The feeling of inadequacy, the scar, the scrotum belly: I HATED my body.
But always the optimist looking for a challenge, my determination eventually engaged, and I ate right and exercised when I could find time. I lost around 35 pounds.
As I was making this life change yet again, my work was doing a biggest loser challenge. I signed up, motivated by the challenge and my competitive nature. I started exercising again and remembered that boost I get from being active. I did the elliptical; I went for runs.
At the end of the challenge, I was back down to 140 lbs. and had won the female award, and came in second overall. Again, I had my curves, but the scrotum belly didn’t go away. However, instead of getting down on myself, I bought a swimsuit bottom that went high enough to cover it all; I loved my body again.
Additionally, redemption from my C-section was in sight.
In 2009, I went into my second pregnancy and labor differently. My doctor approved a VBAC, and I was elated when Olivia was born through a successful vaginal delivery. It is so ironic to me that the first time I planned, I fretted, and I ended up with a C-section. But, my second delivery, I focused more on having a healthy baby than the logistics, and I was able to achieve the vaginal delivery I so wanted. I felt vindicated; my body had done what it was supposed to.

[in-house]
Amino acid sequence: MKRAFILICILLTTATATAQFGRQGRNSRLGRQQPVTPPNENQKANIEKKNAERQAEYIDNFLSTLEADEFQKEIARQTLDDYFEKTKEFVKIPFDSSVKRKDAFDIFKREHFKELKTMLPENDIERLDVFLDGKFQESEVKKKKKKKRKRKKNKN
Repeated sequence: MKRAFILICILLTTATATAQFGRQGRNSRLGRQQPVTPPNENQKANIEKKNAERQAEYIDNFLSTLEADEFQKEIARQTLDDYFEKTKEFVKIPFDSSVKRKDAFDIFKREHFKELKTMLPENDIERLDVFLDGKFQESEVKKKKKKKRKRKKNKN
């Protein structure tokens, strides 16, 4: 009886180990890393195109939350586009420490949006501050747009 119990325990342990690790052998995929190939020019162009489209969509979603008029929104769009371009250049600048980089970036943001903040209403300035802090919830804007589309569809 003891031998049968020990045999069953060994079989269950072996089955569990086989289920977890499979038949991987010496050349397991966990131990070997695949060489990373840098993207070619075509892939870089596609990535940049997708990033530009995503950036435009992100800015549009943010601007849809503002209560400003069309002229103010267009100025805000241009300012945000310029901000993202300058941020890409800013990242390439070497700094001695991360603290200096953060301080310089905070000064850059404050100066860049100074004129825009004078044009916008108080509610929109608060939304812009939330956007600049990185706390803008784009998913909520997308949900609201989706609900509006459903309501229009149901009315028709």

However, motherhood often wreaks havoc on a woman’s body.
For me this havoc came in the form of a wacky thyroid after Olivia was born. I was losing weight like crazy; I got down to 125: about 15 lbs. smaller than a healthy weight for my height and frame.
I looked sickly. I didn’t like my sunken eyes or wispy hands, so I ate like a teenaged boy to put weight on. I reacquainted myself with my love, Dr. Pepper, just to add more calories.
I never thought in a million years I would be eating to gain weight.
Finally, everything was regulated, and I gained the weight back. I started holding steady at 150, which was easy to maintain just by watching what I ate. With two active kids and an hour plus commute for work, I didn’t have the energy to exercise. So, once my thyroid did regulate and I gained some weight back, I also started getting flabby. I didn’t hate my body, but I wasn’t in love with it either. I went with that for a few years, focusing on my daughters.
In early 2013, I heard about a place near my house that offered Zumba classes. Zumba is everywhere these days. My interest peaked, I signed up for my first class.
I was in love. Move aside Dr. Pepper…I got Zumba now!!